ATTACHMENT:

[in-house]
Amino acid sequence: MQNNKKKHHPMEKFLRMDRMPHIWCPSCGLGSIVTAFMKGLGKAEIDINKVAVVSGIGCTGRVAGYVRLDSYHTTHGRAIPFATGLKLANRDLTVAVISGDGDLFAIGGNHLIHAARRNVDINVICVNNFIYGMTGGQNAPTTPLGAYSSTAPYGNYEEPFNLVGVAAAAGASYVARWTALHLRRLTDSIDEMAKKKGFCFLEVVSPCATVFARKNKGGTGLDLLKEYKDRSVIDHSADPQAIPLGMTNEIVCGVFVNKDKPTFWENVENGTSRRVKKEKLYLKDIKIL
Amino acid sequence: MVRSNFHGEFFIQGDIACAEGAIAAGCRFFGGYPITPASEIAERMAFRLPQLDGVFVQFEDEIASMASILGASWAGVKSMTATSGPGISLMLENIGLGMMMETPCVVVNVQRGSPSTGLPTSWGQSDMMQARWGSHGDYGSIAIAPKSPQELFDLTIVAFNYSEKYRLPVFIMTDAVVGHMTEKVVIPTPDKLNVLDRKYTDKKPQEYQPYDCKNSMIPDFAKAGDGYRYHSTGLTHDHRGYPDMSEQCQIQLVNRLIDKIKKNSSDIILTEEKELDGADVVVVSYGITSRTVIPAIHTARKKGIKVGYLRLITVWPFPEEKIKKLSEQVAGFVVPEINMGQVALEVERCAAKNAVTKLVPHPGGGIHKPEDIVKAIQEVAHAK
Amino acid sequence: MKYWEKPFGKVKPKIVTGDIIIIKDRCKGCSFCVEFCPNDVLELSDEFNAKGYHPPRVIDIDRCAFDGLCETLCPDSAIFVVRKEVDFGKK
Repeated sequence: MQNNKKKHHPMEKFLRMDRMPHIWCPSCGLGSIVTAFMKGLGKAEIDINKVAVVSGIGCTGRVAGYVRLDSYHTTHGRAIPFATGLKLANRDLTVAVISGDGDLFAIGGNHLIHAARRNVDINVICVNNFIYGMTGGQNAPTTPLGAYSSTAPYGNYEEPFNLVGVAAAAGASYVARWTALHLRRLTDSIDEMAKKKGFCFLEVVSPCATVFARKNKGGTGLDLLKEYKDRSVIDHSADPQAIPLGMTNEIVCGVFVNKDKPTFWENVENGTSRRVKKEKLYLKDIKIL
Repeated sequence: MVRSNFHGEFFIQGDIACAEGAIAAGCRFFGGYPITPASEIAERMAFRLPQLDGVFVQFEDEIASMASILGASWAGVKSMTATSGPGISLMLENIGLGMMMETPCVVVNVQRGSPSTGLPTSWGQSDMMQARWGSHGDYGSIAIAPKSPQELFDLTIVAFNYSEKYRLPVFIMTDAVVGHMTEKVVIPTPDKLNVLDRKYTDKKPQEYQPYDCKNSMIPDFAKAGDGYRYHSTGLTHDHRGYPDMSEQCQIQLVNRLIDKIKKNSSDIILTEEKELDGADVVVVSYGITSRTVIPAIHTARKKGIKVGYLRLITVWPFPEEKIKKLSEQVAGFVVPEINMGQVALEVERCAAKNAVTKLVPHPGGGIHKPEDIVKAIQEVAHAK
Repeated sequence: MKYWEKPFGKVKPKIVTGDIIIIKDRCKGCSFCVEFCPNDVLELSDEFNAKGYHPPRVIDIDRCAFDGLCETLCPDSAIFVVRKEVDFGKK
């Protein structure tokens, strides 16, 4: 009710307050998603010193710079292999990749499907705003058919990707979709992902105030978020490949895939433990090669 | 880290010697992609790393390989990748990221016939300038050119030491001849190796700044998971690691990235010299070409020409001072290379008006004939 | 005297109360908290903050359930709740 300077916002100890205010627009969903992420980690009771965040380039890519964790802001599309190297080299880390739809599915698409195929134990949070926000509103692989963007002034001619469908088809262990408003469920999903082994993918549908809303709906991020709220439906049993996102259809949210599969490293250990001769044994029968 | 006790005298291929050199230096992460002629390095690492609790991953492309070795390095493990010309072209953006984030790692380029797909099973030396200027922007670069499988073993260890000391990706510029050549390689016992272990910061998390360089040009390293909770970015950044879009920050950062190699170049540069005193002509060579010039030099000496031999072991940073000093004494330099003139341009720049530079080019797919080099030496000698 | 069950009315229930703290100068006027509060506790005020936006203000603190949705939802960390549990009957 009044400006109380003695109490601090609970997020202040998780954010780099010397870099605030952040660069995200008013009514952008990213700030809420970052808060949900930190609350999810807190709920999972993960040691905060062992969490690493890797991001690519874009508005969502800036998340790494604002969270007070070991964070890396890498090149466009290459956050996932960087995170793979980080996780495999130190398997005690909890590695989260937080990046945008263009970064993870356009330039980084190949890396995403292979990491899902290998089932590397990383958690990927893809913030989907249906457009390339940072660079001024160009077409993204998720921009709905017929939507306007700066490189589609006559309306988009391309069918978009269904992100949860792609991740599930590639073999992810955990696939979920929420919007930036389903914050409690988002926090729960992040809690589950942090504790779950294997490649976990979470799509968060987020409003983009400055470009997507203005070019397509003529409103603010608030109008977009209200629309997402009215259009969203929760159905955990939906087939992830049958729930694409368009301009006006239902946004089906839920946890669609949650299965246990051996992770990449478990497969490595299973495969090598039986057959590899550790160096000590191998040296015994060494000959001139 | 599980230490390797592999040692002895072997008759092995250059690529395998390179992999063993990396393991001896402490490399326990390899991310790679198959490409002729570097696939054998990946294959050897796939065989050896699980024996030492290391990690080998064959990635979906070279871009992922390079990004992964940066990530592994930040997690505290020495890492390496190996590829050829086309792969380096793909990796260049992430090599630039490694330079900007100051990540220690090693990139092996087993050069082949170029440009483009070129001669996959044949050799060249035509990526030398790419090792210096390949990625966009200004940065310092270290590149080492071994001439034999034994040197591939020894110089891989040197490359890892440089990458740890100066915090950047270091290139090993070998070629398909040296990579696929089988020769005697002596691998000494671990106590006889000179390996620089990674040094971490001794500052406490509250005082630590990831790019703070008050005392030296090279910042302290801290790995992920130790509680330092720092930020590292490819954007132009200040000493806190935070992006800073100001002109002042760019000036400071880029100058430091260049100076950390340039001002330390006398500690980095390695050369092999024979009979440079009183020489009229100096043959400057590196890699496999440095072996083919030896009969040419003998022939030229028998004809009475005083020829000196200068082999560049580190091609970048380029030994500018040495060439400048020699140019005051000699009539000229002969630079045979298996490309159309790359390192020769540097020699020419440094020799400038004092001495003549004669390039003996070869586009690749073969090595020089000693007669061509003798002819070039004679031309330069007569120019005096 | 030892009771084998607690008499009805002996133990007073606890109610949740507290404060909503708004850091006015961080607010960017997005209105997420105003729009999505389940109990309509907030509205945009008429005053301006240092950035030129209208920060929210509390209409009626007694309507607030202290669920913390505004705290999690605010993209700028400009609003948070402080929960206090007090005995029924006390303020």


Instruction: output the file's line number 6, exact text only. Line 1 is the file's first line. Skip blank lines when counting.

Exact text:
Repeated sequence: MVRSNFHGEFFIQGDIACAEGAIAAGCRFFGGYPITPASEIAERMAFRLPQLDGVFVQFEDEIASMASILGASWAGVKSMTATSGPGISLMLENIGLGMMMETPCVVVNVQRGSPSTGLPTSWGQSDMMQARWGSHGDYGSIAIAPKSPQELFDLTIVAFNYSEKYRLPVFIMTDAVVGHMTEKVVIPTPDKLNVLDRKYTDKKPQEYQPYDCKNSMIPDFAKAGDGYRYHSTGLTHDHRGYPDMSEQCQIQLVNRLIDKIKKNSSDIILTEEKELDGADVVVVSYGITSRTVIPAIHTARKKGIKVGYLRLITVWPFPEEKIKKLSEQVAGFVVPEINMGQVALEVERCAAKNAVTKLVPHPGGGIHKPEDIVKAIQEVAHAK